If you are looking to camp near the glacier, there are permit free opportunities to do that as long as you are north and west of the lake and avoid private property lines. As always with back-country camping, leave no trace and be sure to avoid large groups and camping too close to any water source (rule of thumb is generally 150 feet).

Hike Tip(s): St. Mary’s Glacier is a great place to pair hiking with other activities. If you can bare the cold water, this makes for a great place to swim or do some cliff jumping into the lake that has formed at the bottom of the glacier. Looking to ski or snowboard (almost) year round? This is a great spot, that even in summer months, has several hundred yards of snow to enjoy. Fishing is also allowed here (bag limit of 10 fish, 8 inches or less) but the lake is not stocked.

Best Views: Arrive to the glacier early to get some beautiful shots of the lake and glacier without the crowds. If you are with a group, taking action shots of people jumping off some of the nearby cliffs makes for a very neat memory. Season-wise, I would try to head to St. Mary’s Glacier during the fall to catch the combination of late season foliage with early season snow. 

Our Trip to St. Mary’s Glacier: August 2015

My last visit to St. Mary’s was last summer during late August with my girlfriend. We arrived to the parking lot around 6AM with the plan to hike the St. Mary’s Glacier and neighboring James Peak. When we arrived we were 1 of 4 or 5 cars in the parking lot.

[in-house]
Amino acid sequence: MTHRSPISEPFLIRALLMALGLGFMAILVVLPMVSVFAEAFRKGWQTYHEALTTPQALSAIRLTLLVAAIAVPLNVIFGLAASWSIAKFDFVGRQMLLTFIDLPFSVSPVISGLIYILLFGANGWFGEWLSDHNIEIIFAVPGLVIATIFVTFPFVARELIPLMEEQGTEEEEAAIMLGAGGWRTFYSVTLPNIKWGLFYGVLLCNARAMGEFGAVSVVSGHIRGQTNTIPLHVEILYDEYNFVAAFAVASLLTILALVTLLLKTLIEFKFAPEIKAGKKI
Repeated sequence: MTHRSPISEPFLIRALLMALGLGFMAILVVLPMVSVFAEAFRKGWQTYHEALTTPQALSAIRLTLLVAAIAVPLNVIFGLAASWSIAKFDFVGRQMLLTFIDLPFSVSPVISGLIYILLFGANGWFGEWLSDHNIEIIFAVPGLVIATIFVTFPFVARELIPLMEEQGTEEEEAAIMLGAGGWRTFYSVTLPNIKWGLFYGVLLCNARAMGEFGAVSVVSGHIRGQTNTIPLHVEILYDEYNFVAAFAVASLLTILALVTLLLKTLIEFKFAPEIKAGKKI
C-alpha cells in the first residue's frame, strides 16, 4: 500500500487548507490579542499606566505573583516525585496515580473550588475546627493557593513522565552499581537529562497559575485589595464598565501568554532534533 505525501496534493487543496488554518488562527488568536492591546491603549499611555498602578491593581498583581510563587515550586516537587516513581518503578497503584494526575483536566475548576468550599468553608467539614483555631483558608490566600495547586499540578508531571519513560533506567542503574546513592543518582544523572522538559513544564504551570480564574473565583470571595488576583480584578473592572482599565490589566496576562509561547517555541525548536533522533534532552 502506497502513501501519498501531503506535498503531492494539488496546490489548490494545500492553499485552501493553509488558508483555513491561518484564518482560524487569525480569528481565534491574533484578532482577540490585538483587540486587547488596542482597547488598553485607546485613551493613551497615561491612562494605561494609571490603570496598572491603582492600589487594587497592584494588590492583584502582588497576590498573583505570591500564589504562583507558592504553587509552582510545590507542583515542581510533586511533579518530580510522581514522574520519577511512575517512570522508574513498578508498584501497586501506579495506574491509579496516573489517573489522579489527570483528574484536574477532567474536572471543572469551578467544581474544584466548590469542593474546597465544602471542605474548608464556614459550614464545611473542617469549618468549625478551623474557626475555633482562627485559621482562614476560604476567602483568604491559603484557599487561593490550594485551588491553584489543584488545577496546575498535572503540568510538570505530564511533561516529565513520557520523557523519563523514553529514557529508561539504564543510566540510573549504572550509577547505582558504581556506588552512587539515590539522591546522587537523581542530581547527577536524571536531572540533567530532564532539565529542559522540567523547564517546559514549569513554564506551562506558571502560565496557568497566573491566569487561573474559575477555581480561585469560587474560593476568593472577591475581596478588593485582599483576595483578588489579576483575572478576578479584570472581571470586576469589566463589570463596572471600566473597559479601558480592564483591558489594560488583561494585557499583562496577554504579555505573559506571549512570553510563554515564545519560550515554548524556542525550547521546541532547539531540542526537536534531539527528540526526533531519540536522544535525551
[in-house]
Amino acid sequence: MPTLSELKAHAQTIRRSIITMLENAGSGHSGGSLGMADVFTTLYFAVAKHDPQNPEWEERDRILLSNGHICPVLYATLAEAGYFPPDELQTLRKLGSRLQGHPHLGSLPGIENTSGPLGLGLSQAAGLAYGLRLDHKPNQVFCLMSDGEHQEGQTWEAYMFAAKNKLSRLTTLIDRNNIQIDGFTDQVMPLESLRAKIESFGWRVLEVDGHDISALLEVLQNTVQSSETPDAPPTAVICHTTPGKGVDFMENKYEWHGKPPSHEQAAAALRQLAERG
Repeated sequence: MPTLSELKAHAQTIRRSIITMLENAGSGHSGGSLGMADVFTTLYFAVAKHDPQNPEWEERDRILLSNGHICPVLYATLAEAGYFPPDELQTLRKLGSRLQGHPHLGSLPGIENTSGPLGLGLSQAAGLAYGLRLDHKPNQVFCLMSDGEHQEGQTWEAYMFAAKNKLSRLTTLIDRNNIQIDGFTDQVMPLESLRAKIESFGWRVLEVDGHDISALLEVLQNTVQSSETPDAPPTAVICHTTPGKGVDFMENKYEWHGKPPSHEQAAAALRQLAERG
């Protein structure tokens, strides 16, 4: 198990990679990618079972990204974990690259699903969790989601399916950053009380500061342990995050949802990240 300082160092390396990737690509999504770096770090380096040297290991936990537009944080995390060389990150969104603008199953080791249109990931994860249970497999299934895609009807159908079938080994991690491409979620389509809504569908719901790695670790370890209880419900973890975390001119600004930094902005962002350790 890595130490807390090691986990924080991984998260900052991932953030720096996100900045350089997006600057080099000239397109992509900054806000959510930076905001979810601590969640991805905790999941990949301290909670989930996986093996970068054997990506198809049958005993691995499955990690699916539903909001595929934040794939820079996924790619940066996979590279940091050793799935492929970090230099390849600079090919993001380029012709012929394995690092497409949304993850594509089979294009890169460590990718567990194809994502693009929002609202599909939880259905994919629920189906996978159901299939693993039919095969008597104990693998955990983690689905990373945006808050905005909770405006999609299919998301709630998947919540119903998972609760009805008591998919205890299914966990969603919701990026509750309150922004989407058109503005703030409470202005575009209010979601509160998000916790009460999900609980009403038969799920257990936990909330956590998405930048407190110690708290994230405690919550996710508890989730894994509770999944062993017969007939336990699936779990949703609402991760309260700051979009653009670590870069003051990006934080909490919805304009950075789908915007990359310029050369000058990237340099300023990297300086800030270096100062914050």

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We packed our daypacks and started up the rocky trail towards St. Mary’s Lake. When we arrived about 30 minutes later,  we had the place to ourselves besides the couple of groups which had camped out the night before. We ate our breakfast, took some pictures and enjoyed the peace and serenity. We started up the rocky trail towards St. Mary’s Glacier (to the northeast of the lake). The trail was pretty easy to follow most of the way. We choose to follow the dirt trail on the side of the snow but we could have easily hiked straight up the snowy middle section if we wanted to. 

On the way down from James Peak, we decided to take a different trail down to the lake (west [right] side of the glacier). We saw several groups of people skiing and snowboarding on the snowy section of the glacier. Lugging all of your ski gear up St. Mary’s Glacier only to ski a small section of trail did not see worth it to me. But hey, to each their own.

By the time we got back down to the lake (around 11AM)  it was socked with people. The cold water of the lake was a perfect place to soak our tired feet from the hike to James Peak and cool off on the hot summer day. We spent some time relaxing and sunbathing while we watched all of the people jumping off cliffs into the lake below. On our way out, there was a steady stream of people coming up the trail and the parking lot which was empty this morning, was now chalk full.

St Mary’s Glacier was a nice quick hike but is extremely popular among visitors of the state. We noticed that the majority of people who hiked up to St. Mary’s Glacier stopped at the lake. St Mary’s Glacier is not a personal favorite of mine (just because of the crowds), but if you are in the area I would recommend stopping here to take in the beauty.